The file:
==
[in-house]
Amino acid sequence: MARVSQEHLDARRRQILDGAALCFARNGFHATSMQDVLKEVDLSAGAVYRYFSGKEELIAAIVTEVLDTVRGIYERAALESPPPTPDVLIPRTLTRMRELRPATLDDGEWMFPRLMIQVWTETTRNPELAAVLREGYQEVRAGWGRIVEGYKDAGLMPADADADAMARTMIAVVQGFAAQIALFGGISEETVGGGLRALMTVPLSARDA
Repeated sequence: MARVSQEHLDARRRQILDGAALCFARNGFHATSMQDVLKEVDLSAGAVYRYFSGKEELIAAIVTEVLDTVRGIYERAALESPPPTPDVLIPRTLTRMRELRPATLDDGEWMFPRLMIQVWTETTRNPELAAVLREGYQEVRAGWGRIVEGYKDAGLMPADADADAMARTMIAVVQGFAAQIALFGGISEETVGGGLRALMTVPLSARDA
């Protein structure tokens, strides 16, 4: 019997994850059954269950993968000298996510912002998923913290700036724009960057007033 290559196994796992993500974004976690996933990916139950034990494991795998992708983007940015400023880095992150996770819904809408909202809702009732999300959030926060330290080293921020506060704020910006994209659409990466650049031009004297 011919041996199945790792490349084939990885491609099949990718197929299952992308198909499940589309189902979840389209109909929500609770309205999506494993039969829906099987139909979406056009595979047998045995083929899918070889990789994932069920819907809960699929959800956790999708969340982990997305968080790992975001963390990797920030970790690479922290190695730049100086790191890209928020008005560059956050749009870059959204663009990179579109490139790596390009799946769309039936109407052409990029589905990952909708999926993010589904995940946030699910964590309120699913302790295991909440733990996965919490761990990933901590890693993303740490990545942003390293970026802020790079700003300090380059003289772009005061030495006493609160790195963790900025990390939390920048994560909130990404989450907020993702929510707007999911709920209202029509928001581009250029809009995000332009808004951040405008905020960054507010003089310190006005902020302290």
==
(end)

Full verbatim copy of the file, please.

[in-house]
Amino acid sequence: MARVSQEHLDARRRQILDGAALCFARNGFHATSMQDVLKEVDLSAGAVYRYFSGKEELIAAIVTEVLDTVRGIYERAALESPPPTPDVLIPRTLTRMRELRPATLDDGEWMFPRLMIQVWTETTRNPELAAVLREGYQEVRAGWGRIVEGYKDAGLMPADADADAMARTMIAVVQGFAAQIALFGGISEETVGGGLRALMTVPLSARDA
Repeated sequence: MARVSQEHLDARRRQILDGAALCFARNGFHATSMQDVLKEVDLSAGAVYRYFSGKEELIAAIVTEVLDTVRGIYERAALESPPPTPDVLIPRTLTRMRELRPATLDDGEWMFPRLMIQVWTETTRNPELAAVLREGYQEVRAGWGRIVEGYKDAGLMPADADADAMARTMIAVVQGFAAQIALFGGISEETVGGGLRALMTVPLSARDA
């Protein structure tokens, strides 16, 4: 019997994850059954269950993968000298996510912002998923913290700036724009960057007033 290559196994796992993500974004976690996933990916139950034990494991795998992708983007940015400023880095992150996770819904809408909202809702009732999300959030926060330290080293921020506060704020910006994209659409990466650049031009004297 011919041996199945790792490349084939990885491609099949990718197929299952992308198909499940589309189902979840389209109909929500609770309205999506494993039969829906099987139909979406056009595979047998045995083929899918070889990789994932069920819907809960699929959800956790999708969340982990997305968080790992975001963390990797920030970790690479922290190695730049100086790191890209928020008005560059956050749009870059959204663009990179579109490139790596390009799946769309039936109407052409990029589905990952909708999926993010589904995940946030699910964590309120699913302790295991909440733990996965919490761990990933901590890693993303740490990545942003390293970026802020790079700003300090380059003289772009005061030495006493609160790195963790900025990390939390920048994560909130990404989450907020993702929510707007999911709920209202029509928001581009250029809009995000332009808004951040405008905020960054507010003089310190006005902020302290």